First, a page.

Private corporate debt, real estate debt, and core infrastructure are other areas that offer attractive cash-flow yields, currently around 4% to 7% for senior debt.4 Although real estate, infrastructure and private credit investments provide duration, it is typically shorter than pension plan liabilities. We seek to customize our use of these investments in combination with longer-duration, traditional liability-aware assets, in line with each client’s particular profile.
Keeping an eye on liquidity
Of course, there is no “free lunch” in finance. The tradeoff for private assets’ compelling cash-flow characteristics is illiquidity of principal. These investments cannot be sold easily, and if a plan absolutely needed to monetize these investments quickly, it could take a meaningful haircut on the valuations.
Here the nature of pension liabilities works to plan sponsors’ advantage. The liabilities are often highly predictable decades into the future, making it relatively easy to manage illiquidity. Over our more than 40-year history of investing in private assets on behalf of corporate pensions, State Street has developed tools and expertise to manage illiquidity of principal within the context of an overall pension plan.
In the current market regime, where traditional liability-matching assets offer low returns and pension sponsors expect and require healthy 3% to 6% returns to meet their promises to their participants, we believe that pension plans need to rethink historic definitions of matching assets. Sponsors should consider incorporating private investments into the liability-matching portions of their portfolios. With highly predictable cash needs, the risks of illiquidity are far more manageable for pensions than the potential for low returns or losses in competing with central banks and other investors for a dwindling supply of bonds.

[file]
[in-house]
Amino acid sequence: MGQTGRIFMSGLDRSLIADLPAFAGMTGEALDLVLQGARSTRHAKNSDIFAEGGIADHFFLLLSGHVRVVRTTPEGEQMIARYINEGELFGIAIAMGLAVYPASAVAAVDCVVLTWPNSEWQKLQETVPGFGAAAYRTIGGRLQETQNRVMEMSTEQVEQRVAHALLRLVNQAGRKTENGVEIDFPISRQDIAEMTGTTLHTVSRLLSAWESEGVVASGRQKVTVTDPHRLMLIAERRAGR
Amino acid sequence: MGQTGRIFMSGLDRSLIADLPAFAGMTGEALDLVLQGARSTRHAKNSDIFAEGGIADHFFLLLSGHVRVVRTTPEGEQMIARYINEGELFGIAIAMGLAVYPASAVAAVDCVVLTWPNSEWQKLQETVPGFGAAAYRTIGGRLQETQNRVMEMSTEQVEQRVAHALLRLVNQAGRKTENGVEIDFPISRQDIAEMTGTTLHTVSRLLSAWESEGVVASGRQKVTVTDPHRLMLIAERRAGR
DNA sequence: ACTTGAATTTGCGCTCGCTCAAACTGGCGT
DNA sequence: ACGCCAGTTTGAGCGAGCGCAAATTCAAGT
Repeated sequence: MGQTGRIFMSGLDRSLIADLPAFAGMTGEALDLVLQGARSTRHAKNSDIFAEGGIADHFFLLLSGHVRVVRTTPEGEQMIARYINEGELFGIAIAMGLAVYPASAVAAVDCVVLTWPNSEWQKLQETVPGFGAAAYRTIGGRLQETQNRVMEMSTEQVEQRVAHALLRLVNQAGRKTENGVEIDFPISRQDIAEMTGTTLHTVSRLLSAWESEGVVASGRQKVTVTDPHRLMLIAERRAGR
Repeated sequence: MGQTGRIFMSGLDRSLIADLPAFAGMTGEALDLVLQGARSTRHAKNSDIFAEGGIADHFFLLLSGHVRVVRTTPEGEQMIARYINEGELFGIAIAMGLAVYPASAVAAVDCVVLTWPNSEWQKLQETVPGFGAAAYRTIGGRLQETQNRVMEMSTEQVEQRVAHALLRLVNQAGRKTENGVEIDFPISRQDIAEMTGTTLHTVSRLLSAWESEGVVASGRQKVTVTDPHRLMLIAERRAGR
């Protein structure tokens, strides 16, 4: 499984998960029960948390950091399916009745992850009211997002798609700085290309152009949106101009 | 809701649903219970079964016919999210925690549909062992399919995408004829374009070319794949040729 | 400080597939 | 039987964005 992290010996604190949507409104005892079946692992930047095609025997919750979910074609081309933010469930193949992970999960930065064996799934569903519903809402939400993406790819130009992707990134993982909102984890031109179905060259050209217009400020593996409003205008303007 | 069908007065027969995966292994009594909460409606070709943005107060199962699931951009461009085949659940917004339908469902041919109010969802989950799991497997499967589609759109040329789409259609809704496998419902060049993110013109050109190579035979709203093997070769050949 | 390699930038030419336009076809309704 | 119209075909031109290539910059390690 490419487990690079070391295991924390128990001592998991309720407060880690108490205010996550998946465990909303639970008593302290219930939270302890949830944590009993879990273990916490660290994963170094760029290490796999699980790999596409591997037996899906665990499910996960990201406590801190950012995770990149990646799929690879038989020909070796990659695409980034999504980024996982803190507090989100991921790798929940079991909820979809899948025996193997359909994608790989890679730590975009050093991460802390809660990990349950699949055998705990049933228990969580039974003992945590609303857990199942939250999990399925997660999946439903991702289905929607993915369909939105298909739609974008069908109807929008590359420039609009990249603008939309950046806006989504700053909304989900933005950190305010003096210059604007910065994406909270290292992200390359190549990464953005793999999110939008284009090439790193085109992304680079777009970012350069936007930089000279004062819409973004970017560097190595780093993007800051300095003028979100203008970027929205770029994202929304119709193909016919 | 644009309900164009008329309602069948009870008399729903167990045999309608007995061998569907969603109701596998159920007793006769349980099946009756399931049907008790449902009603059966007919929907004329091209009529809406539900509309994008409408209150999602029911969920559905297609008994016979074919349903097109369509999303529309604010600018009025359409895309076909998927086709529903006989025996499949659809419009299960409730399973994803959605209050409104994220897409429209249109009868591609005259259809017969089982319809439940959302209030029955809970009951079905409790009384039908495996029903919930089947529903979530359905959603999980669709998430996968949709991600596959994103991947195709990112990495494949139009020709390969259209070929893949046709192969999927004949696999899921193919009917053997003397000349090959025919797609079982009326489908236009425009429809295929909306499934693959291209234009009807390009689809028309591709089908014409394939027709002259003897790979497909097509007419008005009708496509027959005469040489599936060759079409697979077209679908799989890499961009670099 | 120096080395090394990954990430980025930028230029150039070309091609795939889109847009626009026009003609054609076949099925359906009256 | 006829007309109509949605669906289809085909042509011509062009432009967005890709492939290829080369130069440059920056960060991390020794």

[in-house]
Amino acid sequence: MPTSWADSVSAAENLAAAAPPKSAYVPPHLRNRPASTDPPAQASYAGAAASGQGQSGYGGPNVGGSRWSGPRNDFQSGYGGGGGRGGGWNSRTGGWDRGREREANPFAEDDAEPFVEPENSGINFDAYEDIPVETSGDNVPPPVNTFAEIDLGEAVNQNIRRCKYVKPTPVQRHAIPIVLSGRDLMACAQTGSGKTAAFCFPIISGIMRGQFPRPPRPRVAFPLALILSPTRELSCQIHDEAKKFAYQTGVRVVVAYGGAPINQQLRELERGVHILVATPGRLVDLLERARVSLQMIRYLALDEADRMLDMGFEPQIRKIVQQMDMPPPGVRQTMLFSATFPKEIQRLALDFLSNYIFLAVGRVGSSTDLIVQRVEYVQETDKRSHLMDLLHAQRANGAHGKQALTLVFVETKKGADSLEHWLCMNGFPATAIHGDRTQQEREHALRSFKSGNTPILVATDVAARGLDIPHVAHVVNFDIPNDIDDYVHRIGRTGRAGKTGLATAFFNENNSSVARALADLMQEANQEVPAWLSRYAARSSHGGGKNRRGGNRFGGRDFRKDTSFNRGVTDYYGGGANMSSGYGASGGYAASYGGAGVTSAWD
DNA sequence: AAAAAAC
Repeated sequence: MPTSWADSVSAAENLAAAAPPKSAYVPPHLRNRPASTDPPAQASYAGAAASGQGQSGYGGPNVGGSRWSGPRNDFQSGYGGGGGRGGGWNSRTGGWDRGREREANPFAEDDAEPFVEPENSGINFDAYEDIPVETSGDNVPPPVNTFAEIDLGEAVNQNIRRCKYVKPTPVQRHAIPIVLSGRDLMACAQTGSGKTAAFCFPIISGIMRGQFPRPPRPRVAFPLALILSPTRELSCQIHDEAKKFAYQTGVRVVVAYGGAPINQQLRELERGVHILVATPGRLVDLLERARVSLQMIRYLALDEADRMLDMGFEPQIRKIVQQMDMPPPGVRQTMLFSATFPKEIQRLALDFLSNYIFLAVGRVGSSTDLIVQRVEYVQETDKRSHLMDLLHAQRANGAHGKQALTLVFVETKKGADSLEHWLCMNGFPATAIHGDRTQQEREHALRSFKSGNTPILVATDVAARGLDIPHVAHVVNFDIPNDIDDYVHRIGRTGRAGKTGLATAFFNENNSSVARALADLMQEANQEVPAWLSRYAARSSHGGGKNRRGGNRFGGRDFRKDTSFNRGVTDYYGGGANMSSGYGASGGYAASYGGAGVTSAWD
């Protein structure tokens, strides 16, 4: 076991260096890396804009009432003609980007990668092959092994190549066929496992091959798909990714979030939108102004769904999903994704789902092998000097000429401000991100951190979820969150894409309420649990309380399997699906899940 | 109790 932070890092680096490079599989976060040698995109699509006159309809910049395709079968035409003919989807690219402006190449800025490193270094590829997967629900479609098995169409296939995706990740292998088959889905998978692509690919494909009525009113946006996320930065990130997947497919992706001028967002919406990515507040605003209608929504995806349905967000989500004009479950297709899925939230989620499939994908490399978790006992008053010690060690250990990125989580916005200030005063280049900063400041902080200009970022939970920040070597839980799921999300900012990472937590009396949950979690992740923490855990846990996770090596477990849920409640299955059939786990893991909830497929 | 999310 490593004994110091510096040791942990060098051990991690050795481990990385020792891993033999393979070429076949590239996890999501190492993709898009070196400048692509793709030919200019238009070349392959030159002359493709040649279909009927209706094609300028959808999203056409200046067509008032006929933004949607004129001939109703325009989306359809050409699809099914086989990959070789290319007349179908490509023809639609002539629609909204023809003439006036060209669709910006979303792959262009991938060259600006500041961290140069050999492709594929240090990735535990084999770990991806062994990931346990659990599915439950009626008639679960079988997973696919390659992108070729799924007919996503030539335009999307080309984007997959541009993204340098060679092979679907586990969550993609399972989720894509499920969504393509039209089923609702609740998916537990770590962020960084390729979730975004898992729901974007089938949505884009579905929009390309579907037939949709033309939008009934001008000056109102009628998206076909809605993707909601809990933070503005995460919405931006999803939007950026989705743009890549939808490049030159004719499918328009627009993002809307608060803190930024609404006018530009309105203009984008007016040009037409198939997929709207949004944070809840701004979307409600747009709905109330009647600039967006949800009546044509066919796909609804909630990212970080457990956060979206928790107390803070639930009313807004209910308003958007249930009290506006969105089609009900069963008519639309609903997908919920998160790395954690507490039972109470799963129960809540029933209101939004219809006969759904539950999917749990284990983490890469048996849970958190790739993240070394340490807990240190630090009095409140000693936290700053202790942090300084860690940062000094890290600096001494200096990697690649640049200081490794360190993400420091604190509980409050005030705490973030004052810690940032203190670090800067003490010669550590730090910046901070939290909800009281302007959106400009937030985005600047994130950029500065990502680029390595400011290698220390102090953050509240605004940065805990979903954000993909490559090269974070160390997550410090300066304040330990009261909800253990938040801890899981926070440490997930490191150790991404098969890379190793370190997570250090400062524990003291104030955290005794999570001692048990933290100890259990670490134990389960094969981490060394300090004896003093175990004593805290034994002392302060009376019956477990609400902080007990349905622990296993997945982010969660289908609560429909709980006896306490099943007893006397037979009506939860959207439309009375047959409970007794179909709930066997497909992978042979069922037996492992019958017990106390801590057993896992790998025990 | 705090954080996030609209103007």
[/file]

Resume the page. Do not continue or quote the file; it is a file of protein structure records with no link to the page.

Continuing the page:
By thinking more expansively about assets that can match pension liabilities, State Street can help pension sponsors and other investors with long-term investment horizons to find the opportunities that can enable them meet their objectives and settle their liabilities as they fall due.
1 A growing number of pension plans are reaching maturity or finding themselves in a cash-flow negative position and seeking to de-risk as a result. As they do so, they typically shift from risk-seeking assets including equities to traditionally liability-aware assets, such as bonds. In the UK, pension plans have increased their allocations to bonds from 18% in 2001 to 50% in 2018 on average. (Source: Willis Towers Watson, 2019.) In the US, pension plans have increased their allocations to bonds from 31% in 2003 to 50% in 2018 on average. (Source: Mercer Asset Allocation Study, 2018.)
2 Government and high-grade corporate bonds have become increasingly scarce. Central banks around the globe are competing to buy government bonds in an effort to pump liquidity into the banking system, causing yields on government bonds to collapse. High-grade corporate bonds are also increasingly difficult to find. Central banks have been snapping up corporate debt in recent years. As of the end of 2018, for example, the European Central Bank was carrying approximately €24 billion of corporate bonds on its balance sheet. (Source: European Central Bank, https://www.ecb.europa.eu/pub/annual/balance/html/index.en.html, 31 December 2018). At the same time, growth of publicly traded debt has been slow. In the first nine months of 2019, US mortgage-related securities issuance fell 1.5% versus the prior year. US investment grade corporate-bond issuance grew only 2.6% over the same period (Source: SIFMA, as of 30 September 2019).
3 Source: National Council of Real Investment Fiduciaries (NCREIF), as of 30 September 2019.
4 Source: State Street Global Advisors, as January 2020